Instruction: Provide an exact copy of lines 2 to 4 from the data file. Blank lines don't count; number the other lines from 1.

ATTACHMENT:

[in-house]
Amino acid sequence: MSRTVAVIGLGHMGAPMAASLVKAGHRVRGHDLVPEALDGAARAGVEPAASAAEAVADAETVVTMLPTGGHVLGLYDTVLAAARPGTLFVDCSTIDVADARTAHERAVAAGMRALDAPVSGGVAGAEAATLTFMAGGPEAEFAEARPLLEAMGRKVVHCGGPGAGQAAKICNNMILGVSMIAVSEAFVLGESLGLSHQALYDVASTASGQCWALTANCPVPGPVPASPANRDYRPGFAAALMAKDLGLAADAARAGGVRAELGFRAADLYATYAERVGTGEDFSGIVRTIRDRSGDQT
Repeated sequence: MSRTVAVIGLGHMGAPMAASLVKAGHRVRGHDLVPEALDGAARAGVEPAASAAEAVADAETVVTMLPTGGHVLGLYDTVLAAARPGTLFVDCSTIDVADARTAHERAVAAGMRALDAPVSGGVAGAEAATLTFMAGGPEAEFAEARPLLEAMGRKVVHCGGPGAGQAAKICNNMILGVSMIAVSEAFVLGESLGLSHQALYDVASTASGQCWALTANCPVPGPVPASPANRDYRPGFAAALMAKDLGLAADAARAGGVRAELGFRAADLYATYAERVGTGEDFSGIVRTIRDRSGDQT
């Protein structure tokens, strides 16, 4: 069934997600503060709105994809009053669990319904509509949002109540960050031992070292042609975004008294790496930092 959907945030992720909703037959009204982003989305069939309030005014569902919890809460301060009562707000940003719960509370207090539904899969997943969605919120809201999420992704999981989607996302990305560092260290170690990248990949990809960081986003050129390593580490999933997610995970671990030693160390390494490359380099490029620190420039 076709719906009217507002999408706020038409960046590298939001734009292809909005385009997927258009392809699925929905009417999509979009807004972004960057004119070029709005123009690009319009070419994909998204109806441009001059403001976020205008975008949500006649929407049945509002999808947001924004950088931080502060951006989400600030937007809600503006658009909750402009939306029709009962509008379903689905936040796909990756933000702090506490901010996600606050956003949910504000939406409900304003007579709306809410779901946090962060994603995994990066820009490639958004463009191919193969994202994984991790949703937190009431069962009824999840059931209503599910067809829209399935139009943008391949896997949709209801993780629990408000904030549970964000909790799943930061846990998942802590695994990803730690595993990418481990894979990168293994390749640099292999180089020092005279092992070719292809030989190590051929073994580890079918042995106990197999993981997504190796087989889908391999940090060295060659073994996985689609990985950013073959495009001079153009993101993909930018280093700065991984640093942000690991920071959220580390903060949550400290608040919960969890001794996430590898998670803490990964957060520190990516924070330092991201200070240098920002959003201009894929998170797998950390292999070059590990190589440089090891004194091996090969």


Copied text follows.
Amino acid sequence: MSRTVAVIGLGHMGAPMAASLVKAGHRVRGHDLVPEALDGAARAGVEPAASAAEAVADAETVVTMLPTGGHVLGLYDTVLAAARPGTLFVDCSTIDVADARTAHERAVAAGMRALDAPVSGGVAGAEAATLTFMAGGPEAEFAEARPLLEAMGRKVVHCGGPGAGQAAKICNNMILGVSMIAVSEAFVLGESLGLSHQALYDVASTASGQCWALTANCPVPGPVPASPANRDYRPGFAAALMAKDLGLAADAARAGGVRAELGFRAADLYATYAERVGTGEDFSGIVRTIRDRSGDQT
Repeated sequence: MSRTVAVIGLGHMGAPMAASLVKAGHRVRGHDLVPEALDGAARAGVEPAASAAEAVADAETVVTMLPTGGHVLGLYDTVLAAARPGTLFVDCSTIDVADARTAHERAVAAGMRALDAPVSGGVAGAEAATLTFMAGGPEAEFAEARPLLEAMGRKVVHCGGPGAGQAAKICNNMILGVSMIAVSEAFVLGESLGLSHQALYDVASTASGQCWALTANCPVPGPVPASPANRDYRPGFAAALMAKDLGLAADAARAGGVRAELGFRAADLYATYAERVGTGEDFSGIVRTIRDRSGDQT
């Protein structure tokens, strides 16, 4: 069934997600503060709105994809009053669990319904509509949002109540960050031992070292042609975004008294790496930092 959907945030992720909703037959009204982003989305069939309030005014569902919890809460301060009562707000940003719960509370207090539904899969997943969605919120809201999420992704999981989607996302990305560092260290170690990248990949990809960081986003050129390593580490999933997610995970671990030693160390390494490359380099490029620190420039 076709719906009217507002999408706020038409960046590298939001734009292809909005385009997927258009392809699925929905009417999509979009807004972004960057004119070029709005123009690009319009070419994909998204109806441009001059403001976020205008975008949500006649929407049945509002999808947001924004950088931080502060951006989400600030937007809600503006658009909750402009939306029709009962509008379903689905936040796909990756933000702090506490901010996600606050956003949910504000939406409900304003007579709306809410779901946090962060994603995994990066820009490639958004463009191919193969994202994984991790949703937190009431069962009824999840059931209503599910067809829209399935139009943008391949896997949709209801993780629990408000904030549970964000909790799943930061846990998942802590695994990803730690595993990418481990894979990168293994390749640099292999180089020092005279092992070719292809030989190590051929073994580890079918042995106990197999993981997504190796087989889908391999940090060295060659073994996985689609990985950013073959495009001079153009993101993909930018280093700065991984640093942000690991920071959220580390903060949550400290608040919960969890001794996430590898998670803490990964957060520190990516924070330092991201200070240098920002959003201009894929998170797998950390292999070059590990190589440089090891004194091996090969």